Alexander Litvinenko: the man who solved his own murder

Babel Tower: A Kinetic Mirrored Ziggurat Reflects the Surrounding Iranian Landscape See it move at the link.

 Babel Tower Mirror-1

Photographer Captures Wedding Using Only An iPhone And The Result Is Beautiful

 Indian-Wedding-Iphone--Sephi-Bergerson-1

Posted by Jill Fallon at 6:19 PM | Permalink

January 23, 2016

Five Remedies Against Sadness from St Thomas Aquinas

5 Remedies Against Sadness "Saint Thomas Aquinas suggests five remedies against sadness that have proven surprisingly effective."

1. The first remedy is granting ourselves something we like. It’s as though the famous theologian had already intuited seven centuries ago that “chocolate is an antidepressant.” This might seem a bit materialistic, but no one would deny that a tough day can end well with a good beer....

2. The second remedy is weeping....Weeping is the soul’s way to release a sorrow that can become paralyzing....

3. The third remedy is sharing our sorrow with a friend.....

4. The fourth remedy against sadness is contemplating the truth. Contemplating ...the splendor of truth in nature or a work of art or music, can be an effective balm against sadness. .....

5. The fifth remedy is bathing and sleeping.  ...... The theologian says that a wonderful remedy against sadness is bathing and sleeping. It’s a deeply Christian viewpoint that in order to alleviate a spiritual malady one will sometimes have to resort to a bodily remedy. Ever since God became Man, and therefore took on a body, the separation between matter and spirit has been overcome in this world of ours.
Posted by Jill Fallon at 8:44 PM | Permalink

January 22, 2016

You've experience the emotion, now learn the word that precisely describes it.

Tiffany Watt Smith has been an emotions expert in London for years.  She has written a book - The Book of Human Emotion - to highlight unique ones and the words that describe them.  Some come from other languages, others she probably made up.  But, if you love words, these are lovely.  I just wish I could remember them all.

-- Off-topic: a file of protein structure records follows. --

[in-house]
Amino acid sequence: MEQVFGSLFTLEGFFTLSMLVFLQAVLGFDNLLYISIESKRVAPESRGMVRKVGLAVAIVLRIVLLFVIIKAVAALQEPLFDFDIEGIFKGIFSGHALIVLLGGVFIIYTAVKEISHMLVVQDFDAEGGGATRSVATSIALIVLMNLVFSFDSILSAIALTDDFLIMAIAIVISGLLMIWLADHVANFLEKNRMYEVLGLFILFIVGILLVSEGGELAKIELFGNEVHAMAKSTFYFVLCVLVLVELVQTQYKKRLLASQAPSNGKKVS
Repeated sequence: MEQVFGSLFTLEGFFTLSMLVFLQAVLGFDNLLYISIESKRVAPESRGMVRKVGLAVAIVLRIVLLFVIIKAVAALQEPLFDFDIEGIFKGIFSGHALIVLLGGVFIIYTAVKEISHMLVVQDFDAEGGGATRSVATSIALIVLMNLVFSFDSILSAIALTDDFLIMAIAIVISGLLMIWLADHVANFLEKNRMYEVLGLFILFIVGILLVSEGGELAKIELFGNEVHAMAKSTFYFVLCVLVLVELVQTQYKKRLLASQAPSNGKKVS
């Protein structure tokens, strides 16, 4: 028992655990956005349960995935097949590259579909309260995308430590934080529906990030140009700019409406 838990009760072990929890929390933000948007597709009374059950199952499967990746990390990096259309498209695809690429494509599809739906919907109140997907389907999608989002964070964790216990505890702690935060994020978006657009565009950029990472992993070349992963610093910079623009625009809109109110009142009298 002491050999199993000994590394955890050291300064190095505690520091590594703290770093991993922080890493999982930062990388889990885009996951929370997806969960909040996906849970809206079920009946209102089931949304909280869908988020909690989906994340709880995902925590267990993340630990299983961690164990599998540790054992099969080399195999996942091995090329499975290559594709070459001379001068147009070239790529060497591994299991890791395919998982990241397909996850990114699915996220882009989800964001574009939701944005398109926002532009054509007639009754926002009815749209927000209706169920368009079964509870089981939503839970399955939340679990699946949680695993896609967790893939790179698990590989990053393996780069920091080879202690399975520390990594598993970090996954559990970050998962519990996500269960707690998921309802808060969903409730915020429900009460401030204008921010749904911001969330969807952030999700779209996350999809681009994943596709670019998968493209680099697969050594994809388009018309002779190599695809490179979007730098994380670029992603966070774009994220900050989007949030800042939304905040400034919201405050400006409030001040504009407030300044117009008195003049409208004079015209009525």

The bizarre words that sum up your most indescribable and commonly felt emotions.

Rage against the machines: TECHNOSTRESS:

The Greek philosopher Aristotle observed that we’re more likely to fly into a violent rage when slighted by someone we perceive to be inferior to us. ...It may be precisely why computers and other electronic devices rouse such murderous reactions. They are supposed to be making our lives easier, these willful electronic slaves of ours. But mostly it feels as if they’re in charge, forcing us to negotiate with them, cooperate, read their manuals …

Time is running out: TORSCHLUSSPANIK

Torschlusspanik describes the agitated, fretful feeling we get when we notice time is running out.
The heart pounds, the nape of the neck prickles, as the deadline approaches. Yet, we’re stuck, bewildered by choices and terrified we’re about to make the wrong one.  Life, and all its abundant opportunities, is passing us by.....Literally translated from the German as ‘gate-closing-panic’, Torschlusspanik was coined in the Middle Ages. Seeing a rampaging army approach, and knowing that the castle gates were about to close, travellers and shepherds flung their belongings aside and stampeded across the drawbridge to safety.

Antsy anticipation: IKTSUARPOK:

When visitors are due to arrive, a fidgety feeling sprouts up. We might keep glancing out of the window. Or pause mid-sentence, thinking we’ve heard the sound of a car.  Among the Inuit this antsy anticipation, causing them to scan the frozen Arctic plains for approaching sleds, is called iktsuarpok (pronounced eet-so-ahr-pohk).

Feeling cozy with friends:  GEZELLIGHEID:

It’s no surprise that so many of northern Europe’s languages have a particular word for feeling cosy (from the Gaelic còsag, a small hole you can creep into). It’s when the rain is mizzling and the damp rises from the canals that we yearn for the feeling the Dutch call gezelligheid...Derived from the word for ‘friend’, gezelligheid describes both physical circumstances – being snug in a warm and homely place surrounded by good friends (it’s impossible to be gezelligheid alone) – and an emotional state of feeling ‘held’ and comforted.